Faced with a dramatic increase in foreclosure filings in Milwaukee, last year the city launched a new mediation program.
The Milwaukee Foreclosure Mediation Program is administered by Marquette University Law School.
Pursuant to Milwaukee County Chief Judge Directive 9-14, foreclosures filed since July 22, 2009 must include a “Notice of Mediation” with the summons and complaint.
About 20 percent of Milwaukee’s foreclosure cases filed since then have utilized the program, estimates Marquette Law’s Amy Koltz, the Mediation Coordinator. That’s about 550 cases as of the end of January. Since mid-September, about 200 have proceeded to mediation.
“At this point, we're looking at 107 cases where homeowners have been able to stay in their homes,” Koltz says, noting that just 12 mediations have failed, while the rest are pending.
Attorney Debra Tuttle serves as the chief mediator. She says there's no better feeling than when a foreclosure case she has mediated ends with a homeowner asking to shake both her hand and that of the lender’s representative.
Tuttle conducts most of the mediations, with assistance from Koltz, Prof. Natalie Fleury, and a roster of trained volunteer attorney-mediators.
To be eligible for the program, borrowers must own and live in the property and must request mediation within 15 days of being served.
Both parties must consent to the process and pay a $100 administrative fee, and the borrower must meet with a HUD-certified housing counselor prior to the mediation.
The program’s start-up funding came from the City of Milwaukee, which kicked in $100,000, and the Wisconsin Department of Justice, which contributed $310,000 from recent successful litigation against Countrywide Financial Corporation.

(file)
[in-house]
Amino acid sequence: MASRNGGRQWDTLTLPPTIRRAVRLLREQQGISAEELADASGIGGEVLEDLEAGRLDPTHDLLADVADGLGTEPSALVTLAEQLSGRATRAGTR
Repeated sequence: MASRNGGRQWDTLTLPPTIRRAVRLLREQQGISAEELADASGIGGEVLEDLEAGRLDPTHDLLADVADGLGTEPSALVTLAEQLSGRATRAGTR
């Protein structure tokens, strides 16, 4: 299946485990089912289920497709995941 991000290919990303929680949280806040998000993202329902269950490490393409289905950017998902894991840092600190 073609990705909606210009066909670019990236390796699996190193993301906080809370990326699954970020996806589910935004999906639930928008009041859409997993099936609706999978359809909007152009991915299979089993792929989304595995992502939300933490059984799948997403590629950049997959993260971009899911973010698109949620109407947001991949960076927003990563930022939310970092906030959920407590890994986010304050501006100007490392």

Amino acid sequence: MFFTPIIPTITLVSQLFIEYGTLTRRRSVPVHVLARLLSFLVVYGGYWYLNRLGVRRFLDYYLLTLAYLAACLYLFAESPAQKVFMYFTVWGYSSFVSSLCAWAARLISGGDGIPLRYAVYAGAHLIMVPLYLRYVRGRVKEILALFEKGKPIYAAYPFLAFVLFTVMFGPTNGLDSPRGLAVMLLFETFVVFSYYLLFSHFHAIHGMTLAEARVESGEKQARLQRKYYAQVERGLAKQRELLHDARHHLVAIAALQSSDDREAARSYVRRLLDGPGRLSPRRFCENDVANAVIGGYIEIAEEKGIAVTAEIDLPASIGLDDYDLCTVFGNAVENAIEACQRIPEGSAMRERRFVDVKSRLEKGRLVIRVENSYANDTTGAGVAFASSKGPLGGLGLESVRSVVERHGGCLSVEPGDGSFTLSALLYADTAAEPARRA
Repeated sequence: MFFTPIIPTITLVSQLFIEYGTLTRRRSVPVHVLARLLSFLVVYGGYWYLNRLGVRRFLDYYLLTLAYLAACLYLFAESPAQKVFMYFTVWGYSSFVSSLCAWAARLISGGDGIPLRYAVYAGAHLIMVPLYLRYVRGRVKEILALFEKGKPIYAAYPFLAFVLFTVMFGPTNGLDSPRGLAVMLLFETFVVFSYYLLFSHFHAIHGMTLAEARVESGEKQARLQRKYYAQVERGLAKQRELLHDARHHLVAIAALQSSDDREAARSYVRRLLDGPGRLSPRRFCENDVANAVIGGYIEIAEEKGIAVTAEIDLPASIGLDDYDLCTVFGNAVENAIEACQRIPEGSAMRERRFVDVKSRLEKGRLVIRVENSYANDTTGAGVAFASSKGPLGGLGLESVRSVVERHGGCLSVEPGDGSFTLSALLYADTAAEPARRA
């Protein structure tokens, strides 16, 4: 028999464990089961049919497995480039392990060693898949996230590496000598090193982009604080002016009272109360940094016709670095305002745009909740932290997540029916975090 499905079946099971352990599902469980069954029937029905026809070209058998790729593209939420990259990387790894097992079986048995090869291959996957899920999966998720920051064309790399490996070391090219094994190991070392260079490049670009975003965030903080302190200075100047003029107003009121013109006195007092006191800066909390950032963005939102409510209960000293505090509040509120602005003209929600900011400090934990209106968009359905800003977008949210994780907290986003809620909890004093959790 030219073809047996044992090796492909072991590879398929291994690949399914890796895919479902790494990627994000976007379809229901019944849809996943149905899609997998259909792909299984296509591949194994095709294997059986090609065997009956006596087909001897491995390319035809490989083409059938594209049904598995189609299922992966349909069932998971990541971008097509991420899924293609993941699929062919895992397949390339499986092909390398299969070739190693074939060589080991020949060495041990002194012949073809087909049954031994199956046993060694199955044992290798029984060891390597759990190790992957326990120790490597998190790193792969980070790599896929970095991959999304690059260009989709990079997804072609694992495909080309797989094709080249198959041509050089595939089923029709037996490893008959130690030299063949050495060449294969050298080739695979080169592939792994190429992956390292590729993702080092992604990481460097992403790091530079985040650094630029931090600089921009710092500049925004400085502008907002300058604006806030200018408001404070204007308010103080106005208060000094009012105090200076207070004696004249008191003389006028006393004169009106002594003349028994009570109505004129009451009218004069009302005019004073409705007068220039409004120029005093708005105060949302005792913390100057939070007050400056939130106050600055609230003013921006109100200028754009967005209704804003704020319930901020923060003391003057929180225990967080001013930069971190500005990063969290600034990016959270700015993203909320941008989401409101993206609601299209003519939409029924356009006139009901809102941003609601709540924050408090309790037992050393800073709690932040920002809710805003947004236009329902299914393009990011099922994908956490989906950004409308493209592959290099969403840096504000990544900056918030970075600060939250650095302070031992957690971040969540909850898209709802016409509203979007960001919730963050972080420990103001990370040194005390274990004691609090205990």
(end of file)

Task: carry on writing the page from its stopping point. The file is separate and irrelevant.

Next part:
Frequently, borrowers are unrepresented, says Koltz. On the lenders’ side, along with an in-person attorney for the bank, the representatives of loan servicers often appear telephonically because they’re in other states.
Deborah Blommer, a lenders’ attorney in Brookfield who sits on the program board, says she hasn’t participated in a mediation, but other lawyers at her firm, Blommer Peterman SC, have. They uniformly give the program high marks.
“It’s popular with our clients because more than anything, they want to get everybody at the table to figure out a solution to mitigate everybody’s losses,” she says.
Edward Harness, who represents borrowers, acknowledges that the program is well-intentioned. But he says it has its limitations.
“It’s not even a true mediation because you're not allowed to mention the merits of any defense that may be raised as part of the action. It’s more like a foreclosure loan modification settlement conference,” he says.
According to Tuttle, the program is looking to address that concern by adding a second track of mediation for contested cases. For now, however, the program’s main focus is cases where the default is conceded and losses are to be mitigated.
Wauwatosa lawyer Michael Maxwell, notes that the program’s effectiveness depends on “whether the person on the lender’s side of the table is a decisionmaker. In the civil litigation model, judges don’t hesitate to order that someone with … settlement authority be present at the mediation. That hasn’t happened in the foreclosure mediation system yet.”
The program has just begun accepting applications in Waukesha, Buffalo and Pepin Counties, and they are talking with other counties as well. The goal is to take it state-wide, says Koltz, noting that Attorney General J.B. Van Hollen expressed that sentiment when committing Justice Department funding to the project. But no timeframe has been set for that expansion.
One possibility is making mediation a statutory option.
2009 Senate Bill 255, introduced on Aug. 11, 2009 by attorney and State Sen. Lena Taylor (D-Milwaukee), would allow residential-property borrowers to seek mediation as a means of staying a foreclosure.
The measure would require the borrower to see a financial analyst for advice regarding the mortgage foreclosure, and lenders to “consider debt restructuring alternatives as a method of resolving the default.”